Take the United States, for example.  By pursuing business as usual, the U.S. would require a total power load of 2,310 gigawatts by 2050.  Under a clean energy scenario, however, the country would need only 1,296 gigawatts of power, the study said.  Most of the energy would come from onshore and offshore wind (48 percent), utility-scale and rooftop solar (40 percent), and a mix of other sources, including hydropower, geothermal and wave energy.  The estimated total electricity, health and climate cost savings of this transition would amount to about $8,000 per American per year (in 2013 dollars).

Read more at Clean Energy Could Fuel Most Countries by 2050, Study Shows

Paris Talks Could Improve Climate Pledges

Wind energy produces nearly no greenhouse gas pollution. (Credit: NREL) Click to Enlarge.
The way that countries will move together to act on climate in the coming years may start to become clear during the next two weeks in Paris, which is hosting what could be the most important round of United Nations climate negotiations in history.

Following years of failed efforts to force specific climate pollution reductions on developed countries, most nations completed unprecedented climate assignments this year, which they submitted to the U.N.  They drafted climate pledges, which are known as intended nationally determined contributions, or INDCs.  These INDCs describe high-level, but mostly underwhelming, targets for reducing or easing the amount of climate pollution that's being released.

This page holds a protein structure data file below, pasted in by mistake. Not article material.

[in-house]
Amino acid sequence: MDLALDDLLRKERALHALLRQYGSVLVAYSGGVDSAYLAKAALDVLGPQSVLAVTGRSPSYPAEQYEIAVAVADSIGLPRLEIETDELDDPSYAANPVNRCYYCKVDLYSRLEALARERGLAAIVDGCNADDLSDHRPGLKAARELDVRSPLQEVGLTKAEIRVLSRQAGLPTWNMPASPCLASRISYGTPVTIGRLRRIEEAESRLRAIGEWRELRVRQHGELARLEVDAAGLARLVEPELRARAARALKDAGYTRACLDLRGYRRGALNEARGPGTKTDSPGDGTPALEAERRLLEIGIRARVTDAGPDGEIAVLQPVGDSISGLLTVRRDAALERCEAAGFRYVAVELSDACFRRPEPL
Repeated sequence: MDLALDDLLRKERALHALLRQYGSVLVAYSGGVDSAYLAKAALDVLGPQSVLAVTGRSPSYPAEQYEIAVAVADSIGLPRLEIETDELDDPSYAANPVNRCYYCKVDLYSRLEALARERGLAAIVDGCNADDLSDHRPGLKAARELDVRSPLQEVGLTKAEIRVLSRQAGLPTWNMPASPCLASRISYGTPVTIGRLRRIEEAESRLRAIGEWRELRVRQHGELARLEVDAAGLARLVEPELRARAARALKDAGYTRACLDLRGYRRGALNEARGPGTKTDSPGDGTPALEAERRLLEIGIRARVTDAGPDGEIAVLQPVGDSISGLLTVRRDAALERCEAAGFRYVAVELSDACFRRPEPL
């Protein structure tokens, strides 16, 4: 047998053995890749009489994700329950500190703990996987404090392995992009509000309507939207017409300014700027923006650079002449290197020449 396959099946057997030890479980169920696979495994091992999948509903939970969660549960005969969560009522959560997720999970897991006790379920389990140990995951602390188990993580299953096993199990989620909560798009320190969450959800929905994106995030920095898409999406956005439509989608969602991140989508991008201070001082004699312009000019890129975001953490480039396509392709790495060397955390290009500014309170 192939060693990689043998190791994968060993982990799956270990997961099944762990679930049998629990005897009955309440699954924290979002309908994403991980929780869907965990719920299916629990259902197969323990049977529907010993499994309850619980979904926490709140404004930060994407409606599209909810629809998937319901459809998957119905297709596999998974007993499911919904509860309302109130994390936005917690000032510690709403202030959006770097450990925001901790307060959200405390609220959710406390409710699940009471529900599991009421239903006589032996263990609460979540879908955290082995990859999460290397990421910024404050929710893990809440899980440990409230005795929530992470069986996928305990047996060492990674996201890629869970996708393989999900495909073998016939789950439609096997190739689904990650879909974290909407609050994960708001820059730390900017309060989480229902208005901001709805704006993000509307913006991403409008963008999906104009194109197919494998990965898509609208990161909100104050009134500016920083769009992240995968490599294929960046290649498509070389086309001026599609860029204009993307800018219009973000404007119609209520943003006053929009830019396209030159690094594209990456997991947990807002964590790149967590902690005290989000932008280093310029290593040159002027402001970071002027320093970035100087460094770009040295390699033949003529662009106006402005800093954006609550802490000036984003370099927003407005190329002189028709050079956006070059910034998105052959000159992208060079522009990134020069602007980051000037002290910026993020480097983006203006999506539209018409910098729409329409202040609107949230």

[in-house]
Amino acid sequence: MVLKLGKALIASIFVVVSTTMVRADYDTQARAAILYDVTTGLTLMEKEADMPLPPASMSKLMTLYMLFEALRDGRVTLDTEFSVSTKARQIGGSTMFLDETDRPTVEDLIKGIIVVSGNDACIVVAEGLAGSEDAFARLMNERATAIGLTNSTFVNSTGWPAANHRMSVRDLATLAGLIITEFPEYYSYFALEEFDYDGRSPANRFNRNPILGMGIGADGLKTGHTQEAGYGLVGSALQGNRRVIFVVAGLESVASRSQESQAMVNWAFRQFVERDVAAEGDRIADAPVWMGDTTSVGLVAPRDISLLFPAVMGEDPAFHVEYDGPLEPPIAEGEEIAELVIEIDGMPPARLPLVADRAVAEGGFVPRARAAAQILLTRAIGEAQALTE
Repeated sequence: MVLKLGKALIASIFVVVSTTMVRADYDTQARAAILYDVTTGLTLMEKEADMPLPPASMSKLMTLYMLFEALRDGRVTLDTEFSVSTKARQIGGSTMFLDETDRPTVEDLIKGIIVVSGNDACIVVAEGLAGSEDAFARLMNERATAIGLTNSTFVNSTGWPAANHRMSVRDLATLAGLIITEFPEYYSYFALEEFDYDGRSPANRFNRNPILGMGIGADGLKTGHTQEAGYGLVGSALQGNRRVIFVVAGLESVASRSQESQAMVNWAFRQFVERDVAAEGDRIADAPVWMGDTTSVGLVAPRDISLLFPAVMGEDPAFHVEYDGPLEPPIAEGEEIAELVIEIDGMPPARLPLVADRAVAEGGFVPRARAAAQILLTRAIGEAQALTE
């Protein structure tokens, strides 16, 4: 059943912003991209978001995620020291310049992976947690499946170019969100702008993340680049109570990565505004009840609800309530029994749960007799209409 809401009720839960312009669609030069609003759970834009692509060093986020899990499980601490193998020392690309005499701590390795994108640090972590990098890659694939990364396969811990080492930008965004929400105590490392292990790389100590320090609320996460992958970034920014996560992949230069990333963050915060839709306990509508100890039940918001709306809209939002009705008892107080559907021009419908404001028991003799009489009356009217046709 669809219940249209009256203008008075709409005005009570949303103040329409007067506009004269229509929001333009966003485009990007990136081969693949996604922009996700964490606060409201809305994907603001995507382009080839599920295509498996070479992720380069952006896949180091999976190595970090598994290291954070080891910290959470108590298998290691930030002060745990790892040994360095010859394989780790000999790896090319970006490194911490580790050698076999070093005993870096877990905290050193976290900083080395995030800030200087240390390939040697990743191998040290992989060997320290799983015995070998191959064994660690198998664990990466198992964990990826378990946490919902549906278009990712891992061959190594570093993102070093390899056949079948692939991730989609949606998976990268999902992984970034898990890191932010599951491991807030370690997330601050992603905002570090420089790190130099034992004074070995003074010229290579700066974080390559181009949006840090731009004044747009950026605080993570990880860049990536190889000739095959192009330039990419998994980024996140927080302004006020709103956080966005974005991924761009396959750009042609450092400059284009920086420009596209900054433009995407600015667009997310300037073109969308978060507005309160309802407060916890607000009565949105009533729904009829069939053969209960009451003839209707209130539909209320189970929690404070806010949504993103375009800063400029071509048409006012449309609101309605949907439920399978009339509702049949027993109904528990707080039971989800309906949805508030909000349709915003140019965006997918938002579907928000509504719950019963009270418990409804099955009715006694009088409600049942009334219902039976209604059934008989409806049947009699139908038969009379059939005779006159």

“The INDCs have lots of flaws right now,” said David Victor, a University of California at San Diego international relations professor who researches climate diplomacy.  “They are a start.”

Next, governments aim to work together to build their climate pledges into a fragmented but cohesive global plan for slowing global warming and, to a lesser extent, for adapting to it.

That work begins Sunday with the start of this year’s major session of the U.N. Framework Convention on Climate Change.  One of the key issues to be decided is how and when the INDCs will be reviewed.  Some are proposing reviews of INDCs every three to five years, making the pledges relatively dynamic, helping them keep pace with energy industry advances.  Others favor a more measured approach — perhaps with once-in-a-decade reviews for some or all pledges.
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While the pledges and approaches differ substantially, a collective examination of them makes it clear they won’t be enough to avoid dangerous levels of warming.
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“If the current targets are locked in through 2030, then we have a major problem,” said Jake Schmidt, who monitors climate negotiations for the nonprofit Natural Resources Defense Council.

Countries were “conservative” in setting their targets, Schmidt said.  “Technology development, implementation ability, and political will etc., will make it easier for them to do more before 2030 than they could envision at this moment.”

Read more at Paris Talks Could Improve Climate Pledges